NFWF and SeaWorld Announce New Support for Rescue Networks across the Nation
Program will support organizations that respond to stranded marine mammals and sea turtles
WASHINGTON, D.C. (October 20, 2016) – The National Fish and Wildlife Foundation (NFWF) and SeaWorld Entertainment, Inc., today announced that their Ocean Health Initiative will fund projects that support the National Oceanic and Atmospheric Administration’s (NOAA) and U.S. Fish and Wildlife Service’s (USFWS) two national stranding response and rescue programs for marine mammals and sea turtles. The funding for the projects is part of SeaWorld’s pledge of $1.5 million over three years for the Ocean Health Initiative announced in 2015.
Projects supported by the Ocean Health Initiative, a public-private conservation partnership between SeaWorld and NFWF are designed to increase understanding of the health of threatened marine and coastal species and habitats. This initiative will build the capacity of marine mammal and sea turtle stranding response networks and improve access to information that can support conservation management and species recovery.
“Increasing capacity for early response and health and stranding research can help to increase our knowledge of the causes of strandings and better protect marine mammals and sea turtles,” said Jeff Trandahl, executive director and CEO of NFWF. “Given SeaWorld’s leadership and expertise in this field as one of the largest marine mammal rescue operators, supporting our nation’s stranding and rehabilitation networks was a natural fit.”
There are hundreds of permitted members including SeaWorld employees from park locations in San Diego, San Antonio and Orlando, many of whom volunteer their time to participate in the national marine mammal and sea turtle stranding networks. Coordinated by NOAA and the USFWS as authorized by the Marine Mammal Protection Act and Endangered Species Act, these stranding network participants work with NOAA to serve as the front line for stranding response and documentation, transport of live stranded animals, veterinary care, and “CSI”-style investigators for the nation’s marine mammals and sea turtles. Network participants include state and federal agencies, universities, tribes, aquariums and other non-governmental organizations. Together, these individuals and organizations help animals in distress and, when animals can’t be saved, work to understand the causes of mortality.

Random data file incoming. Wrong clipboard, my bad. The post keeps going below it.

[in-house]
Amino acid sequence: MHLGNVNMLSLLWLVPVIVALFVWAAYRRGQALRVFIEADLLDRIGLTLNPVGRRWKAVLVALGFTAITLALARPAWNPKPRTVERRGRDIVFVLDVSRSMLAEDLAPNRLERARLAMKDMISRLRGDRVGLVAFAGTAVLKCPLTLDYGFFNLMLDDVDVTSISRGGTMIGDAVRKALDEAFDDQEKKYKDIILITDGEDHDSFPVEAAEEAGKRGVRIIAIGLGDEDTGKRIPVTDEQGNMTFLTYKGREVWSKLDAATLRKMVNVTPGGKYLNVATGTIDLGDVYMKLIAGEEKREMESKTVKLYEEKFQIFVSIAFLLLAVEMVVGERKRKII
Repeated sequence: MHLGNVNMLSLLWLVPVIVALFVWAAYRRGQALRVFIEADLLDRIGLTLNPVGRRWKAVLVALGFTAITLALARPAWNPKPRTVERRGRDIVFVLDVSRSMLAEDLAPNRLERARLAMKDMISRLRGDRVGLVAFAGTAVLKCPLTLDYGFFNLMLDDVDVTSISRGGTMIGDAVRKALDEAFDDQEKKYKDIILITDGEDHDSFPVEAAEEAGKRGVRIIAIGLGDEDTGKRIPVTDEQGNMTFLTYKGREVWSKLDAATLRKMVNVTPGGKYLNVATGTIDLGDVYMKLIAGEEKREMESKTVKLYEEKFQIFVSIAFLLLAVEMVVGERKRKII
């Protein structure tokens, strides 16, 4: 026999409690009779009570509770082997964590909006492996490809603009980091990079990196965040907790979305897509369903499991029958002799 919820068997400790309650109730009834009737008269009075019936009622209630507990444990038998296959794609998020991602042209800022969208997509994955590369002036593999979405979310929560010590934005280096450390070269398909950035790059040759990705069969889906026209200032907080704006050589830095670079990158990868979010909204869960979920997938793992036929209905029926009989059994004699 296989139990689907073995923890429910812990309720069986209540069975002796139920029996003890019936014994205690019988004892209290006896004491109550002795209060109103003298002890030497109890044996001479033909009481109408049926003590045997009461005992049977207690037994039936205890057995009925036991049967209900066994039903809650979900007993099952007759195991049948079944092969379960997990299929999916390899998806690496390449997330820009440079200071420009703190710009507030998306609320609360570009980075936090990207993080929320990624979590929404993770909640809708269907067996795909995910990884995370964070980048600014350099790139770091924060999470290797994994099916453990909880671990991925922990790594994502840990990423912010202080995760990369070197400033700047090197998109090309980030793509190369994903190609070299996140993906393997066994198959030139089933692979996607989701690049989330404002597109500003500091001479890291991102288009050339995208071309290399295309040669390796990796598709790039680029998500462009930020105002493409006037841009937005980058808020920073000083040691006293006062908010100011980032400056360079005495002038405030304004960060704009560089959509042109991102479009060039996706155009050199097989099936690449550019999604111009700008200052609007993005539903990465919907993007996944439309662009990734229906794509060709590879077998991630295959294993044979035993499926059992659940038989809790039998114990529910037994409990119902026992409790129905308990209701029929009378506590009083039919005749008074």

“These networks are the ‘first responders’ for marine wildlife needing rescue and rehabilitation,” said Joel Manby, President and Chief Executive Officer of SeaWorld. “Their front-line work is critical for the lives of thousands of animals, and as the largest marine mammal rescue operator in the U.S., we see first-hand how important it is to preserve the world’s oceans and the animals who live there.”
A viable stranding network not only increases survival of distressed animals, but enables scientists to uncover causes of morbidity/mortality, monitor health, and identify emerging mortality factors including disease factors. Improved understanding of natural and human-caused threats helps inform management intervention/mitigation where appropriate. Unfortunately, the annual response to thousands of marine mammal and sea turtle strandings can be limited due to lack of available resources for network partners. Enhancements to the stranding networks will improve response through purchase of equipment, supplies and/or additional training to facilitate the high standards desired in stranding response and rehabilitation.
“NOAA Fisheries relies on the long-standing public-private partnerships with National Marine Mammal and Sea Turtle Stranding and Salvage Network members to obtain vital information on marine mammal and sea turtle health and mortality that is needed to develop effective conservation programs for populations in the wild,” said Donna Wieting, Director of NOAA Fisheries Office of Protected Resources. “These Networks, with their trained professionals, provide valuable environmental intelligence, helping NOAA understand the causes of mortality and establish links among the health of marine mammals and sea turtles, coastal ecosystems, and coastal communities."
All of the sea turtles and many of the marine mammals that live in U.S. coastal waters are listed under the Endangered Species Act as threatened or endangered. Human-caused threats to these populations in their marine environments include bycatch in commercial and recreational fisheries, vessel strikes, harassment and illegal feeding, marine debris, pollution, and habitat degradation. Improved information on the identification and effects of these threats is needed to support conservation management actions to address them, as well as distinguish human caused events from naturally occurring ones caused by diseases, extreme weather events and harmful algal blooms.